Décor For Dudes

Spend the money and time to make your home your own



Ralph Lauren wows with its glamorous window display

alexeys/istockphoto.com

Most experts tell us that it’s essential to develop a personal style that reflects who we are. Well, if it’s true of clothing, it’s also true of our homes. But if you’re a guy, decorating might not be (read: probably ain’t) your thing. The fix is easy: Talk to someone in the know.

Rule #1: Don’t be afraid to invest in decent décor.

“Good seating is where you should put your money,” says Olga Adler, creative director of Westport’s Olga Adler Interiors. “A solid frame will withstand years of heavy use, and high-quality leather only improves with age. Rather than going for the obvious huge, black overstuffed leather sofas or recliner chairs…opt for a timeless Chesterfield sofa, if you are into classic design, or a couple of Barcelona chairs, if modern is your thing.”

Where to get these staples? For that Chesterfield, try Restoration Hardware; for your Barcelona chairs and more, visit Design Within Reach (see shopping recommendations, listed below).

Adler’s two other must-haves: a good rug and good art. 

“Regardless of whether you are—or aspire to be—a collector, or are simply looking to warm up your space with something eye-pleasing, art is very personal,” she says. “And it has to be original. Whatever you do, please avoid the ‘art’ section at Home Goods.”

And for that rug, forget overstock.com or the obvious buy-near-the-turnpike- shortcuts.

“No cheap, fake Persians or Aubussons, please!” Adler says. “Instead, pick a contemporary hide or a modern interpretation of classic patterns from the likes of Thomas O’Brien (at Safavieh) or Ben Soleimani (at Restoration Hardware).”

To my mind, truer words have never been spoken, especially with regard to the “personal” aspect of art and décor.

Décor is, should we forget, the root of the word decorum, and that’s important: The interiors we inhabit play a huge part in how we feel, and how we behave.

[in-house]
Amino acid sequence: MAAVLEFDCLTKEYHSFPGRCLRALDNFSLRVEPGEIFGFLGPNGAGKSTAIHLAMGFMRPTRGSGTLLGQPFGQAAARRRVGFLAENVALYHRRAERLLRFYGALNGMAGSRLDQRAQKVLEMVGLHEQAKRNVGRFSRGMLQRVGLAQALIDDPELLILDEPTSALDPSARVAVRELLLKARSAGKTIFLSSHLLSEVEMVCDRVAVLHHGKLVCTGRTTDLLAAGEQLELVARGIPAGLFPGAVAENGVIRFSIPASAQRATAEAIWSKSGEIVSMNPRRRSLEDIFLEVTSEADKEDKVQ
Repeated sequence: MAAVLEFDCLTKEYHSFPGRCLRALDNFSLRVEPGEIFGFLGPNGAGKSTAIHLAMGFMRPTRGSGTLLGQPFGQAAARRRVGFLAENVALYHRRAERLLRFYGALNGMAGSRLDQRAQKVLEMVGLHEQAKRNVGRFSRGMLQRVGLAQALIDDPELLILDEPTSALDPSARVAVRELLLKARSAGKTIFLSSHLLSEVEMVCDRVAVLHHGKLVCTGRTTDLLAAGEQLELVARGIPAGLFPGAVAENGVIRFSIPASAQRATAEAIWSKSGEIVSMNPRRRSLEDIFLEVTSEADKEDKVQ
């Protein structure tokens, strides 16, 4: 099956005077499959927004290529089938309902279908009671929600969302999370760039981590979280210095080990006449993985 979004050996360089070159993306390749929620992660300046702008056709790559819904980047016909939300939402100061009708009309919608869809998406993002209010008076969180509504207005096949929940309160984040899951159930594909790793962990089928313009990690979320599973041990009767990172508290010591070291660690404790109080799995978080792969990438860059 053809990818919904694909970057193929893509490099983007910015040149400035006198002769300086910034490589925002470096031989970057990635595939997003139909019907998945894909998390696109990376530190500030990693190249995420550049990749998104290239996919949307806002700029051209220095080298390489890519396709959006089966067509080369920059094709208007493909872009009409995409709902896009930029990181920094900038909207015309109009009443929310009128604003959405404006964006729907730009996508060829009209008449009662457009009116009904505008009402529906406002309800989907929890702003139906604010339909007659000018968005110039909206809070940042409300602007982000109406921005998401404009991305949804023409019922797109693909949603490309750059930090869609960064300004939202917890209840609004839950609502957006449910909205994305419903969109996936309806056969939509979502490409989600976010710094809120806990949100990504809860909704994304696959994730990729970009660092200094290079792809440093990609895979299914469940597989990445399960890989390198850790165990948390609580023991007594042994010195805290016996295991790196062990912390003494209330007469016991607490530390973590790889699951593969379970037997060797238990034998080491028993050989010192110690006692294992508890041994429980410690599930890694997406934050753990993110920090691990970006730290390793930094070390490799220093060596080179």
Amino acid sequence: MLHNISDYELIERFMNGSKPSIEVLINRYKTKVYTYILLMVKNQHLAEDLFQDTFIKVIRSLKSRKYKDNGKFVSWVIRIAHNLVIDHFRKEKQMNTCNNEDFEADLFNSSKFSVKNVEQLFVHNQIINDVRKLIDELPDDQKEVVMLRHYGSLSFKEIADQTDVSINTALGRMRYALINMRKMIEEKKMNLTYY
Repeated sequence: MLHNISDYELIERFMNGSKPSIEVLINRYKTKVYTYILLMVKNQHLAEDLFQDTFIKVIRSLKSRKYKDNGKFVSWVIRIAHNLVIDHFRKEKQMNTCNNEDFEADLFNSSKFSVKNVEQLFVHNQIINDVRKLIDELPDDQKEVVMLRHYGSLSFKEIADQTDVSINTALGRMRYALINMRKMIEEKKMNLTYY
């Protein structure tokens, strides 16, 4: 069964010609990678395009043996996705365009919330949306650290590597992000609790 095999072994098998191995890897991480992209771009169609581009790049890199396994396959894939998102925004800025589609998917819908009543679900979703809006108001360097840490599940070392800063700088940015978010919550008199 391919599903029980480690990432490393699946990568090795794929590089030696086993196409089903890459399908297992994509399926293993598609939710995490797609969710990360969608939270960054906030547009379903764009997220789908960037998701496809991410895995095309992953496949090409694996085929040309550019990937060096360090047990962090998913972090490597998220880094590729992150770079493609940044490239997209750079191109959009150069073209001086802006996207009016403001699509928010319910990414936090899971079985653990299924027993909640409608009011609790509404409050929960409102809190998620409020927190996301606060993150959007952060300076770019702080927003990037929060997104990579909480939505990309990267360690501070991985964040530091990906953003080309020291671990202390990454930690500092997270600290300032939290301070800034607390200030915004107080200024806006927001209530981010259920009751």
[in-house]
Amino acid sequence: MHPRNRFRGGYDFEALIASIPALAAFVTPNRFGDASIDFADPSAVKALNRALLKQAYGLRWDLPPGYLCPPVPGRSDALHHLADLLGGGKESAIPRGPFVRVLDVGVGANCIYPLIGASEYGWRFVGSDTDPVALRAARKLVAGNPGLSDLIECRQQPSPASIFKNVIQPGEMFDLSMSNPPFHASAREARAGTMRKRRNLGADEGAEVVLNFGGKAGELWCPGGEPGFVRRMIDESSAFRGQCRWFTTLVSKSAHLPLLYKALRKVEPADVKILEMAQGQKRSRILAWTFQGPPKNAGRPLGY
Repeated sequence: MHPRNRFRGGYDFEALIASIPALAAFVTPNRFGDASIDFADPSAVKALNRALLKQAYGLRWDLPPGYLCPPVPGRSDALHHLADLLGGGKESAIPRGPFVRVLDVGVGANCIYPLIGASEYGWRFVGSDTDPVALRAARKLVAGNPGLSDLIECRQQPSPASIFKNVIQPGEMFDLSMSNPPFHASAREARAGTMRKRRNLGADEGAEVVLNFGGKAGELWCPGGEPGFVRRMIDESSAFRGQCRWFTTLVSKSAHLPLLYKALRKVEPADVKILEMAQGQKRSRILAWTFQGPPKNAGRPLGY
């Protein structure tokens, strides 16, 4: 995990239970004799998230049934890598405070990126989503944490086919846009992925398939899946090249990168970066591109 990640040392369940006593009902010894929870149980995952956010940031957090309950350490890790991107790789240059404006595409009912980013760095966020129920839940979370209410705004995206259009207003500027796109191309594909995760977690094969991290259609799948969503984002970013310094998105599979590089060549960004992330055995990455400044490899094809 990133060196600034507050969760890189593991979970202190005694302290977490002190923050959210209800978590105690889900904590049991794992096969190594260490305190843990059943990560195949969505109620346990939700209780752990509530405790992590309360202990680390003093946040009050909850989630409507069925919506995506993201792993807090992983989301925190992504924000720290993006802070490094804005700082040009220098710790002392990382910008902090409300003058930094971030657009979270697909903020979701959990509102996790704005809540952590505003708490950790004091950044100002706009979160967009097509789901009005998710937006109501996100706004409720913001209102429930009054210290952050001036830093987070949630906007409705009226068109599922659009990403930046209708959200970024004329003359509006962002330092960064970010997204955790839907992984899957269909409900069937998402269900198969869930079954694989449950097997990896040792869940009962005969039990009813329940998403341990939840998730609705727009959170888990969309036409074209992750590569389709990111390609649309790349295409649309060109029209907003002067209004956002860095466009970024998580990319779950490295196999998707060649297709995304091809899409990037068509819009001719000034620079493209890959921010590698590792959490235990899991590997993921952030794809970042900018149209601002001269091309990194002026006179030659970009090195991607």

What got me into decorating was that, during years of student penury, I grew sick of staring at low-ceilinged, eggshell-white walls that seemed to close in upon me. Yes, like many, I lived in a world of unframed movie posters, arrayed DVDs and vinyl, cinder-blocked stacks of books and magazines, and a messy computer station.

Ya know—dude stuff, basically.

I’ve since traded up, following décor ideas culled from books and blogs, for useful bulletin boards; framed maps; sundry mirrors (thus, small spaces become larger); a decent bar—with select potables, and silver galore; a winnowed, but fine, library of titles; busts (yes, busts—of composite and marble); solid bookcases; and displayed ephemera and garniture collected to reflect all that is, well, me.

Some of these objets are, frankly, odd, and yes, perhaps, all this sounds bizarre, no doubt…but again, c’est moi, I guess.

I’m strange—or strangely eclectic, in my personal tastes.

But this also has something to do with the practice of The Find (in Stan Williams’s sense of the word). My style is Sister Parish-meets-Heirloom Modern-meets-Sir John Soane’s Museum.

That may sound meaningless, but it reflects choices that I honestly love living with…

And I hope I’ve chosen wisely.

“If you live with someone, then you are probably making decisions together, which is great,” Adler says. “If you live alone, smart decorating decisions you make now will guarantee that your stuff will actually end up with you when you someday combine your possessions with those of your loved one.”

I don’t know if I’ve been “smart” (as now I live alone), but for my style, hunting down a curio, that piece reflecting my style, is as much fun as actually placing it in my home.

The process of decorating also leads to projects, as Adler notes, such as taking your own photographs, learning about matting and framing, and the history of décor itself (see The World of Ornament).

And hanging your own work can redefine your space—and your life.

Funnily enough, it’s nice to learn that this isn’t so odd, either.

“I would rather see an Ikea poster than a fake, mass produced ‘oil’ painting,” Adler adds. “And, you can find great vintage posters online, too. Generally, you can find great original works on any budget. Black-and-white photography is always great, and, since art should be personal, head out with your iPhone, pick an Instagram mode—click, print, frame. Voilá!”

That said, if you’re not so savvy with your apps, a great local source of original rock poster art is Darien’s Johnny’s Records. Or, for very unique, charming objects, stop by eclectic places: a favorite for me has long been SoNo’s Gregory Cole Antiques, and for fun finds, the just-rediscovered New Canaan Thrift Store

After a while, you can nose out what you want when you’re not even looking. And, over the years, you’ll develop your own style as a dude.

But if you don’t, remember, gents: There are many sources from which to choose, and a lot of help out there. That said, after all, it’s your home, and you want to be comfortable.

So, to paraphrase an oft-quoted maxim, remember that the most important things in a room are the people in it. And if you spend time in your rooms, they should reflect you.

Because if they don’t, no one likely ever will enjoy them.

Olga Adler is an award-winning interior designer and creative director of Westport-based Olga Adler Interiors. For more information, visit olgaadlerinteriors.com.

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